The next few weeks were always going to be difficult and we now have an additional hurdle to overcome, but I really hope you can persevere because the ambitious COVID vaccination programme will not be successful without general practice playing its part.
 
Whilst it may not feel like it from where we're standing at the moment, we are making progress - as demonstrated by the announcement of the Oxford/AstraZeneca vaccine and the brilliant work by practices over the country in delivering the Pfizer vaccine over the last few weeks.
 
We know we need a larger workforce in order to achieve what is necessary and so the College is also campaigning hard to overcome the unnecessary red tape that thousands of retired GPs are facing in trying to return to the frontline.

I’ve written this opinion piece for today’s Daily Mail. We had no say over the headline but I hope the article itself conveys the important message that at a time when GPs need all the support they can get, it’s ridiculous that the skills and expertise of highly qualified doctors are being under-used or going to waste.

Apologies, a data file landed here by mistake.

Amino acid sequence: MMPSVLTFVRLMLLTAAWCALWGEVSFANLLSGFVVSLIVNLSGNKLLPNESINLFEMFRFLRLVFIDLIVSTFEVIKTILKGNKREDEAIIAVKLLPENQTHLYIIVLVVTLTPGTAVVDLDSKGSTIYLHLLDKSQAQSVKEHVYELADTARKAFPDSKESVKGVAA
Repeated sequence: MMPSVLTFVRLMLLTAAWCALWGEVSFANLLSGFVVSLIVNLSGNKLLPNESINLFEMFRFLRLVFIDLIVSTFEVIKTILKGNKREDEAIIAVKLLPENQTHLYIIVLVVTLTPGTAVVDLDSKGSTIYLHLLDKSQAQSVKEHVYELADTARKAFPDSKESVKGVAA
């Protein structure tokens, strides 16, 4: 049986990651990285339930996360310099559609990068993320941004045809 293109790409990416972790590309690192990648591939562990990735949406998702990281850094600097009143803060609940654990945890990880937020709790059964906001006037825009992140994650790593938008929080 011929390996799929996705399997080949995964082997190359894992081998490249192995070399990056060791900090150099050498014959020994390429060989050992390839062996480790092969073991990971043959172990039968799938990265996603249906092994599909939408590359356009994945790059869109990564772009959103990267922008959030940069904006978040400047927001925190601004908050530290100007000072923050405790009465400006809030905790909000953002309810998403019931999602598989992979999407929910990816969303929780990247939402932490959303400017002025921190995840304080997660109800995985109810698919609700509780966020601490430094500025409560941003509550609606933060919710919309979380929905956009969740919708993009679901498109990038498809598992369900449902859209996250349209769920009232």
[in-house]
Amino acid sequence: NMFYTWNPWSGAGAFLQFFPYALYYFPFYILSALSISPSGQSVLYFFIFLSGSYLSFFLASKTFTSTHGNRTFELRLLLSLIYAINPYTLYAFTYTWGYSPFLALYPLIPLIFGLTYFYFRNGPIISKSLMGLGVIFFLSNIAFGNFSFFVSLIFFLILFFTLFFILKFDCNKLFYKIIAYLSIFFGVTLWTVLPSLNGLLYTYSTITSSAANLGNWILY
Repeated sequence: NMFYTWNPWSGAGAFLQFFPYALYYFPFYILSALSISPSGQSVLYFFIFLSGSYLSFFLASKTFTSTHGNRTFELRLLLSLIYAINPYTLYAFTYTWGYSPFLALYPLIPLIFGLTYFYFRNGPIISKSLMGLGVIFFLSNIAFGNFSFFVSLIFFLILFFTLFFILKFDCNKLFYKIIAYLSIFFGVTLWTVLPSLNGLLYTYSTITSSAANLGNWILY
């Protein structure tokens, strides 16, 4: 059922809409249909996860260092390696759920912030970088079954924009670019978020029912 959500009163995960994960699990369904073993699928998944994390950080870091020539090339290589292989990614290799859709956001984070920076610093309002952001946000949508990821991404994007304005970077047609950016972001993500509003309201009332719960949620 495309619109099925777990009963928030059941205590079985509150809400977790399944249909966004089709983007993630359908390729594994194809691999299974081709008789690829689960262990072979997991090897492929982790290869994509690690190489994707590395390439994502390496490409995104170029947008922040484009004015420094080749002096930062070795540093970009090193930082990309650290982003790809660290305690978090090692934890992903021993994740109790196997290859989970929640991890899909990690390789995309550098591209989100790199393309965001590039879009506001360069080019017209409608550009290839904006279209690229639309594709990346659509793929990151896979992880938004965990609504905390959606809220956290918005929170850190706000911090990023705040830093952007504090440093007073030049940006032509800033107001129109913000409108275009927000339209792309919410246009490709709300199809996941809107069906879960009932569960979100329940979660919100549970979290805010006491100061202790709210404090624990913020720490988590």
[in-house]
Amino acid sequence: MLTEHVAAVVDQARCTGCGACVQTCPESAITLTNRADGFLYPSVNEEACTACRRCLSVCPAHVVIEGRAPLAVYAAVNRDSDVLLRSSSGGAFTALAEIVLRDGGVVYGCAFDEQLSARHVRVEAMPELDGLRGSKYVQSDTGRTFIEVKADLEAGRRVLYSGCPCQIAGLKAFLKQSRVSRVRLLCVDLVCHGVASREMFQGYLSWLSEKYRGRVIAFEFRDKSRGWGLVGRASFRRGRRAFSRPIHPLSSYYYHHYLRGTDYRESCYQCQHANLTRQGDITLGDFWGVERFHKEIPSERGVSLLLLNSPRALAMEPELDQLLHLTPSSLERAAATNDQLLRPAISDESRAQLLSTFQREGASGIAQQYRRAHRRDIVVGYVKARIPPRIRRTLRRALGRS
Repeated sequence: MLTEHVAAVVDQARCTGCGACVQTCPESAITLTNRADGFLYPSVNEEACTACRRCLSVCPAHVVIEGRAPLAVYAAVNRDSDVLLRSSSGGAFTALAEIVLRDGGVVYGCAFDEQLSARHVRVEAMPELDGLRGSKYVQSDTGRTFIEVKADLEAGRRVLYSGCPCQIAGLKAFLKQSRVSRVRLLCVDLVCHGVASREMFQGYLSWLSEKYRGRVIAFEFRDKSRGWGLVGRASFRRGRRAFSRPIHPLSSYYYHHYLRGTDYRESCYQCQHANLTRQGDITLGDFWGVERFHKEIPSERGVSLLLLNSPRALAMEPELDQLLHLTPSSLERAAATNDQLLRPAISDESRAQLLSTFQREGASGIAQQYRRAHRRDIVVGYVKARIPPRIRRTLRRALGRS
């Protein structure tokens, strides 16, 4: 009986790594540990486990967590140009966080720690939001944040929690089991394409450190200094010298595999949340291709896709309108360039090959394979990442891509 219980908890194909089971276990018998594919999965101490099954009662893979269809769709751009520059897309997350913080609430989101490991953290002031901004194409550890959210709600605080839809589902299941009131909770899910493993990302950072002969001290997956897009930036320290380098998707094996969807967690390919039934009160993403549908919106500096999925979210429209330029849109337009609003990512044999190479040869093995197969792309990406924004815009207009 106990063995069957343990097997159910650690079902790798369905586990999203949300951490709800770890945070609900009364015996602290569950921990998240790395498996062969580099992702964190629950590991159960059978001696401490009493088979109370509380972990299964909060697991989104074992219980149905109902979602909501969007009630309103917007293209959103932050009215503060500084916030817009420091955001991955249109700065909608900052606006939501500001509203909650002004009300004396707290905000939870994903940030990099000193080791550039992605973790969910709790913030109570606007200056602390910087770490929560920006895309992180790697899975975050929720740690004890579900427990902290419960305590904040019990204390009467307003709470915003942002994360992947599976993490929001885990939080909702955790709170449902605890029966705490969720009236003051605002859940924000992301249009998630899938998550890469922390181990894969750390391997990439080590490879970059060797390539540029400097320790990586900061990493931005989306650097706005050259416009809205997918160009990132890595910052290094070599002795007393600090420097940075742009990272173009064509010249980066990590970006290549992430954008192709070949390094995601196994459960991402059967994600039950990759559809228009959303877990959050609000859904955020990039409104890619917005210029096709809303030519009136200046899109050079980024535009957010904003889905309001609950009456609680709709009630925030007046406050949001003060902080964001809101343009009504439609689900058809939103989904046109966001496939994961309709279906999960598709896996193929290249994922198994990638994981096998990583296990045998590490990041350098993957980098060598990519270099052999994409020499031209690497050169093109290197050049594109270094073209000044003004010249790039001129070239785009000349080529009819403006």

On behalf of the College, I thank you again for everything you are doing for your patients and for our profession.
    
Very best wishes for the year ahead, the NHS will overcome this virus - thanks in large part to the contribution of general practice and the efforts of hardworking and dedicated GPs.


Post written by

Professor Martin Marshall, Chair of RCGP Council

Professor Martin Marshall is Chair of the Royal College of General Practitioners and a GP in Newham, East London. He is also Professor of Healthcare Improvement at UCL in the Department of Primary Care and Population Health. Previously he was Programme Director for Population Health and Primary Care at UCLPartners (2014-2019), Director of Research & Development at the Health Foundation (2007-2012), Deputy Chief Medical Officer for England and Director General in the Department of Health (2006-2007), Professor of General Practice at the University of Manchester (2000-2006) and a Harkness Fellow in Healthcare Policy. 

He is a Fellow of the Royal College of Physicians of London and of the Faculty of Public Health Medicine and was a non-executive director of the Care Quality Commission until 2012. He has advised governments in Singapore, Egypt, Canada and New Zealand, has over 230 publications in the field of quality improvement and health service redesign and his primary academic interest is in maximising the impact of research on practice. In 2005 he was awarded a CBE in the Queen’s Birthday Honours for Services to Health Care. 

A co-founder and driving force of the Rethinking Medicine movement, Martin has a passionate commitment to the values of the NHS, patient care and ensuring the GP voice is central in a time of great change. When he’s not working, he likes being outside, preferably on a mountain or a coastal path with his wife Sue and their puppy.